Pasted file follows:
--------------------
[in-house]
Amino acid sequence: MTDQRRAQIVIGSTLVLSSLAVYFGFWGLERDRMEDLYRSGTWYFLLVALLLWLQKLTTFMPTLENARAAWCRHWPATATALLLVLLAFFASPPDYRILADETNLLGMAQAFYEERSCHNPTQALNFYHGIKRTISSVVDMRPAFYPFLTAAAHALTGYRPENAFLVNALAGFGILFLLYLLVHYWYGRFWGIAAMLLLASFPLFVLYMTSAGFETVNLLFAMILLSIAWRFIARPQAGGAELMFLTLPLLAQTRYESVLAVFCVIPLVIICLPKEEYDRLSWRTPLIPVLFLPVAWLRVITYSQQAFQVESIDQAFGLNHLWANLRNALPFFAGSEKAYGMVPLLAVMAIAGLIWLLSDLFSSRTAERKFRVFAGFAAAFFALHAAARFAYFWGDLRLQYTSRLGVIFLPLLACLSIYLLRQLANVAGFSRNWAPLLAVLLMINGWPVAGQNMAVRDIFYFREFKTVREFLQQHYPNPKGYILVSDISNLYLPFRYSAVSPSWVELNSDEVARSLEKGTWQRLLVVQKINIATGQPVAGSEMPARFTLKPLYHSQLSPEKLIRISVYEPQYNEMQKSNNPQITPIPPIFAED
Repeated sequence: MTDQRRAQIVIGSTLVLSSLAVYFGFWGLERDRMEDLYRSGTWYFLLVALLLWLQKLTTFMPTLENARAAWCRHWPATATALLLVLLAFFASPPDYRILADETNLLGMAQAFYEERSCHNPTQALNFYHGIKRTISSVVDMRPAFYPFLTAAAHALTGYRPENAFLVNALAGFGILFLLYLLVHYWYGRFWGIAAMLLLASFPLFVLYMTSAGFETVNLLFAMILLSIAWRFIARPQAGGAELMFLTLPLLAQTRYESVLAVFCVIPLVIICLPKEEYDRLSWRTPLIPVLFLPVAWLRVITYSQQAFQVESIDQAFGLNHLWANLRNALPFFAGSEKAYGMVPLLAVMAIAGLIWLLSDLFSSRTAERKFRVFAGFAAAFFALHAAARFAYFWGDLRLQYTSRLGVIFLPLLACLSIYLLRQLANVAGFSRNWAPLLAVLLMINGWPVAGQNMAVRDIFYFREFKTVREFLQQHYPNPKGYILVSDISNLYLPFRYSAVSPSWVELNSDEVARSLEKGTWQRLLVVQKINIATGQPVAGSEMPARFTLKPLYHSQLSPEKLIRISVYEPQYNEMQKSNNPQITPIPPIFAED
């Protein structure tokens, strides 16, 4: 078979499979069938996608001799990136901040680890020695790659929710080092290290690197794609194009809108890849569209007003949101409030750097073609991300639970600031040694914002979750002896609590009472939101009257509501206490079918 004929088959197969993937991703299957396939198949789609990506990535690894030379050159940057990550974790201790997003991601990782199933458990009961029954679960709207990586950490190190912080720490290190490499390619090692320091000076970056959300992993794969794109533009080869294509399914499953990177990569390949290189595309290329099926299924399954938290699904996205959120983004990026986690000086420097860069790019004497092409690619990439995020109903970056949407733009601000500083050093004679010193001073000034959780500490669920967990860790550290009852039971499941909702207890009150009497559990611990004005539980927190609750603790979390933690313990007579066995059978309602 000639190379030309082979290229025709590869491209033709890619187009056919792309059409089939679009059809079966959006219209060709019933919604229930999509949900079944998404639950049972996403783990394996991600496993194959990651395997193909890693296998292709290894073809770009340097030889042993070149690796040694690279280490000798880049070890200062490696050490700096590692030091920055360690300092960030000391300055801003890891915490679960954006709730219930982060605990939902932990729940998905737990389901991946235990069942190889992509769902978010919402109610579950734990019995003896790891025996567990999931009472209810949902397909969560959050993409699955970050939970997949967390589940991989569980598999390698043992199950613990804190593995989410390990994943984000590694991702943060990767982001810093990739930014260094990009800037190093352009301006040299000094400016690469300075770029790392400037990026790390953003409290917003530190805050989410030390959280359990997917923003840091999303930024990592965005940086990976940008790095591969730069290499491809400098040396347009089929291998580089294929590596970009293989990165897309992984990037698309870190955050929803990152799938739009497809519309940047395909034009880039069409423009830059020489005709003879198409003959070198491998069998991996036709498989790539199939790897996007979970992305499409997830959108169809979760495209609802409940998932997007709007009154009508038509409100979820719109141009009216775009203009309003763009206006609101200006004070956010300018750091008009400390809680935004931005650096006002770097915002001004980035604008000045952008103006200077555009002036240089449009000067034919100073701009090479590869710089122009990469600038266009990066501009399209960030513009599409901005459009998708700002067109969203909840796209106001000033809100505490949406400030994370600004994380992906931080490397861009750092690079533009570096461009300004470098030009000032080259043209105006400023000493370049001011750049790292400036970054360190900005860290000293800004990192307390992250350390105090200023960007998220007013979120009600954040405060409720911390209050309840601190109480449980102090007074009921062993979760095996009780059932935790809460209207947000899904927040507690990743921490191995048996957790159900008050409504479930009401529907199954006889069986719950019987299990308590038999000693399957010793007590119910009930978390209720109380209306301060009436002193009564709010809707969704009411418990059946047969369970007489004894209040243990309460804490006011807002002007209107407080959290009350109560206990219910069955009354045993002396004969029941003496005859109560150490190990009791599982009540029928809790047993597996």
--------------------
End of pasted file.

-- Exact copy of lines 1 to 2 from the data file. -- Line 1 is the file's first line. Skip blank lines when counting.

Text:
[in-house]
Amino acid sequence: MTDQRRAQIVIGSTLVLSSLAVYFGFWGLERDRMEDLYRSGTWYFLLVALLLWLQKLTTFMPTLENARAAWCRHWPATATALLLVLLAFFASPPDYRILADETNLLGMAQAFYEERSCHNPTQALNFYHGIKRTISSVVDMRPAFYPFLTAAAHALTGYRPENAFLVNALAGFGILFLLYLLVHYWYGRFWGIAAMLLLASFPLFVLYMTSAGFETVNLLFAMILLSIAWRFIARPQAGGAELMFLTLPLLAQTRYESVLAVFCVIPLVIICLPKEEYDRLSWRTPLIPVLFLPVAWLRVITYSQQAFQVESIDQAFGLNHLWANLRNALPFFAGSEKAYGMVPLLAVMAIAGLIWLLSDLFSSRTAERKFRVFAGFAAAFFALHAAARFAYFWGDLRLQYTSRLGVIFLPLLACLSIYLLRQLANVAGFSRNWAPLLAVLLMINGWPVAGQNMAVRDIFYFREFKTVREFLQQHYPNPKGYILVSDISNLYLPFRYSAVSPSWVELNSDEVARSLEKGTWQRLLVVQKINIATGQPVAGSEMPARFTLKPLYHSQLSPEKLIRISVYEPQYNEMQKSNNPQITPIPPIFAED